• Gradually educating opinion leaders, grassroots organizations and decision-makers that while cap-and-trade is also a vehicle to put a price on carbon, carbon taxes are far superior because they provide a more predictable and less volatile price and are transparent, immediate, universal and equitable.

While CTC’s action plan will necessarily remain flexible, we anticipate engaging in the following activities during the next one to two years:

  • Continuing to develop intellectual ammunition on key issues including revenue recycling, tax equity, “co-benefits” of a carbon tax (e.g., for national security), and the potential “bang” for each carbon tax “buck.”
  • Providing technical assistance to opinion leaders, grassroots organizations and decision-makers, including responding to requests for technical information from political campaigns.
  • Assisting local and state-level carbon tax initiatives seeking to build on Boulder’s partial carbon tax adopted last November.
  • Spearheading a sign-on statement by economists and other experts calling a tax on carbon emissions more effective, transparent and equitable than a carbon cap-and-trade regime.
  • Working with a broad coalition of interest groups (labor, environmental, economic justice, national security, etc.) to support carbon taxes through a national sign-on statement and other actions.

That’s how things look at this juncture (April 1, 2007). It’s clear to us that CTC is proving its effectiveness every day. But we can’t continue to play our essential role without your financial help. We heartily thank all of you who have already donated to CTC. We ask carbon tax supporters who are not yet CTC contributors to become so today.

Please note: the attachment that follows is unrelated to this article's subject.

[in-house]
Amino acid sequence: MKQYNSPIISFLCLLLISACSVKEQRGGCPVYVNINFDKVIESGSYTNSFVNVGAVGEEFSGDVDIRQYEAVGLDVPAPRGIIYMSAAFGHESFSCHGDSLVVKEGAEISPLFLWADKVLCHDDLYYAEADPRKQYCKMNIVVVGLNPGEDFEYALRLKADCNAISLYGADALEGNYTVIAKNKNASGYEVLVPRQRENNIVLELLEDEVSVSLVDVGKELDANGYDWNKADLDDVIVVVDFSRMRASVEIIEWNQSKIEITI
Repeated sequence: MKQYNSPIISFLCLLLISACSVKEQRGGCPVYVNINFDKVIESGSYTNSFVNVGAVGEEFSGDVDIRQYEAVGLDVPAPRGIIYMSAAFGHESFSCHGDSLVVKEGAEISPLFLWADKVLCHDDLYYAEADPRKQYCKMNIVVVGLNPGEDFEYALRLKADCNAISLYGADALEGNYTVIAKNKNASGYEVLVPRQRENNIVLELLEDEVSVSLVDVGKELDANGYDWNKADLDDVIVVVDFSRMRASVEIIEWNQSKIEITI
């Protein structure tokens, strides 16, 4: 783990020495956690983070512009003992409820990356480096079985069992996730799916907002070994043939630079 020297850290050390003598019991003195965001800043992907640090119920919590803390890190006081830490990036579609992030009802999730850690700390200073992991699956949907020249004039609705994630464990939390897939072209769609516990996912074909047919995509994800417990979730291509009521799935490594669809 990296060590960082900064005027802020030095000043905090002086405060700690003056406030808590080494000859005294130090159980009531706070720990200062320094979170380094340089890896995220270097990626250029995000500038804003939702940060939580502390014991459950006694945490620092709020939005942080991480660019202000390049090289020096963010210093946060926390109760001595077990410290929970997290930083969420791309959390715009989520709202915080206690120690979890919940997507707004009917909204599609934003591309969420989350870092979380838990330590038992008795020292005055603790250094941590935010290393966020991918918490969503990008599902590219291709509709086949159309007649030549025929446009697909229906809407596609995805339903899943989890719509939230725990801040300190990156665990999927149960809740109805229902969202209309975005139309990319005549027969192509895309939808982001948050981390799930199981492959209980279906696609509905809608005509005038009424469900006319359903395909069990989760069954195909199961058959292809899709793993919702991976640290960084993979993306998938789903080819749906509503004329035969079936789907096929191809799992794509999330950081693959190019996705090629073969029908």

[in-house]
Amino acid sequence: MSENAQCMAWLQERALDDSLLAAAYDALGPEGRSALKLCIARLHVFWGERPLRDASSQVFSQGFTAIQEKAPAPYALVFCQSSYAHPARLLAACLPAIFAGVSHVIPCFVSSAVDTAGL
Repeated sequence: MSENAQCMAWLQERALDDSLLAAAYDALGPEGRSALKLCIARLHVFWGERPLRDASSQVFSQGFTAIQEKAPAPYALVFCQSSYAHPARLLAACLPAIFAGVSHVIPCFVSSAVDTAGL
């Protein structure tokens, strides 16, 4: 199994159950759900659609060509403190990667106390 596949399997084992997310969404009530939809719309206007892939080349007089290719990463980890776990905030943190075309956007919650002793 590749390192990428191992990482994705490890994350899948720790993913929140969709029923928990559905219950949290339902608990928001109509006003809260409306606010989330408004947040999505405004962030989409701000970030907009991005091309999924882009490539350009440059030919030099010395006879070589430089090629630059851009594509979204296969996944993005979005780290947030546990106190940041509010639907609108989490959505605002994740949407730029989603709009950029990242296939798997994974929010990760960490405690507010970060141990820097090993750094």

You can contribute to CTC in three ways, of which two are tax-deductible:

  • Tax-deductible: Write a check or money order to ELPC (Environmental Law & Policy Center), writing Carbon Tax Center in the memo line; mail it to ELPC at 35 East Wacker Drive, Suite 1300, Chicago, IL 60601. ELPC is CTC’s fiscal sponsor.
  • Tax-deductible : Make an on-line contribution via Groundspring by clicking on the DONATE NOW box on our website, www.carbontax.org.
  • Not deductible: Write a check or money order to Carbon Tax Center and send it to our New York City mailing address: CTC, 636 Broadway, Room 602, New York, NY 10012.

Just as a carbon tax now will send climate-appropriate price signals to businesses and individuals and help lock in low-carbon investment for the long haul, your financial support today will enable CTC to build on our current successes and chart a growth trajectory. Please be as generous as you can, and please donate today. Thank you.


Charles Komanoff
Daniel W. Rosenblum



  1. evanthomaspaul@gmail.com' says

    Hi guys,  Another group you might want to connect with is Redefining Progress.  They did some work on "Tax Waste, Not Work" a while back (summary here) and their ED is on the board of lots of different environmental initiatives.  They’ve got a lot of smart people working for them and could be helpful in your research, policy development, message development, etc.

  2. steveninness@yahoo.com'Steve says

    I fully support a carbon tax. However, carbon is not the problem. Carbon dioxide, methane, and so forth are. As you are likely aware, methane is a 21 times more potent "greenhouse gas" than carbon dioxide. If the tax is determined by the amount of carbon emitted (CO2 is 27.29% carbon, for example), we will be missing the real culprit. I say, let’s have a CARBON DIOXIDE tax and a METHANE tax and so forth which will be based upon how much each gas contributes to global warming. For example, if carbon dioxide wre to be taxed at $1/kilogram, methane should be taxed at $21/kilogram. This way we can accurately reflect these externalities.

Last modified: April 4, 2007